“We urge a reconsideration of the itinerary and the addition of another stop on this important trip,” said a statement from the Union of BC Indian Chiefs.

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BC First Nations leaders expressed “profound” disappointment Friday at news that Pope Francis will not visit the province during his trip to Canada in July.

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Tk’emlups te Secwepemc Kukpi7 (Chief) Rosanne Casimir said while she was “very appreciative” the pontiff will visit Canada this summer, she said it was “truly disappointing” he had not acknowledged invitations to meet and visit the former Catholic-run Kamloops Indian Residential School, the first site where the discovery last year of unmarked graves made international headlines.

“This I do see as a missed opportunity to come to Tk’emlups, ground zero, and hear directly from the survivors and the intergenerational survivors,” Casimir said Friday on a call with reporters. “While we understand the vastness of Canada and the need to make the trip manageable for him, it is really unfortunate that he will not have the opportunity to come to the former Kamloops Indian Residential School, the largest residential school in the country.”

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An estimated 150,000 Indigenous children were forced to attend residential schools in Canada, most of which were run by the Catholic Church.

The Vatican Friday announced that Pope Francis will stop in Alberta, Quebec and Nunavut between July 24 and 29. Indigenous leaders there welcomed news of the pontiff’s “historic visit” following his apology in Rome last month for the Catholic Church’s role in residential schools.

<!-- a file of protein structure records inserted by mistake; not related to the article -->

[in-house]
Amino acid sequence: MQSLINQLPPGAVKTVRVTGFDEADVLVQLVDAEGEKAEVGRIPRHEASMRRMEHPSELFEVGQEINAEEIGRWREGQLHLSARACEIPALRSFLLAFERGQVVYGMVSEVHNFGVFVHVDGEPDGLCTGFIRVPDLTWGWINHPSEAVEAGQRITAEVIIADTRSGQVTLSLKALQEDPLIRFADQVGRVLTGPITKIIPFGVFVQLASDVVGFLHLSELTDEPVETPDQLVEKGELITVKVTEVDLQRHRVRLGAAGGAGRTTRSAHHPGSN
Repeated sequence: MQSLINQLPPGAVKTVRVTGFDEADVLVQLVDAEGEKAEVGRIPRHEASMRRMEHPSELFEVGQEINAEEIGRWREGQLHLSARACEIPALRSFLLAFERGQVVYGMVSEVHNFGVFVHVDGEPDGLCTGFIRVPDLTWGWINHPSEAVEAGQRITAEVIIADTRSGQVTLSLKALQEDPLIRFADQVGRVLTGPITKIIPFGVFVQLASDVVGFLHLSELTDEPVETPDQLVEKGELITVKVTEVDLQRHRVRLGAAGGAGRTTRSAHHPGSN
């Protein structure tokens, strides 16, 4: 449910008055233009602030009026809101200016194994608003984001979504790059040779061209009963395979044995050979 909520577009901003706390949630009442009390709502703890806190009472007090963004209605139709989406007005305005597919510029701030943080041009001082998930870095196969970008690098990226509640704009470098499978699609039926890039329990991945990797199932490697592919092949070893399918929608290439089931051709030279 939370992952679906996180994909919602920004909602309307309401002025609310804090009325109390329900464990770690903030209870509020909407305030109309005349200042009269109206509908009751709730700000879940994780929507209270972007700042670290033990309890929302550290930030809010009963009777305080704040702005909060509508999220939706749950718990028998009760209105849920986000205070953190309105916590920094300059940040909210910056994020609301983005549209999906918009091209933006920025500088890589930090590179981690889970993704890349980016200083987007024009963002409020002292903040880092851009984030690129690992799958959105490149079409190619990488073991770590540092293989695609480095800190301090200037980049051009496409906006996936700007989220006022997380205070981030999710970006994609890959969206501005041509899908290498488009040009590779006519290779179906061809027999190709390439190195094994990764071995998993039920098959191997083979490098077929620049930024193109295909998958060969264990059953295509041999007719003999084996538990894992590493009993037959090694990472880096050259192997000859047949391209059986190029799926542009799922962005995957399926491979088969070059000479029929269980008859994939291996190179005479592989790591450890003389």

On April 1, after several days of meetings with First Nations, Inuit and Metis groups at the Vatican, Pope Francis apologized for the conduct of church members involved in residential schools, and said he would visit Canada.

The Union of BC Indian Chiefs issued a statement Friday, saying BC First Nations “have a profound sense of disappointment” that the Pope would not come to the province.

“The invitation by Tk’emlúps te Secwépemc to visit Kamloops Indian Residential School was supported by the (Union of BC Indian Chiefs) and all First Nations peoples, and non-Indigenous peoples,” the statement said. “We urge a reconsideration of the itinerary and the addition of another stop on this important trip.”

The Indian Residential Schools Resolution Health Support Program has a hotline to help residential school survivors and their relatives suffering trauma. The number is 1-866-925-4419.

— with file from Canadian Press

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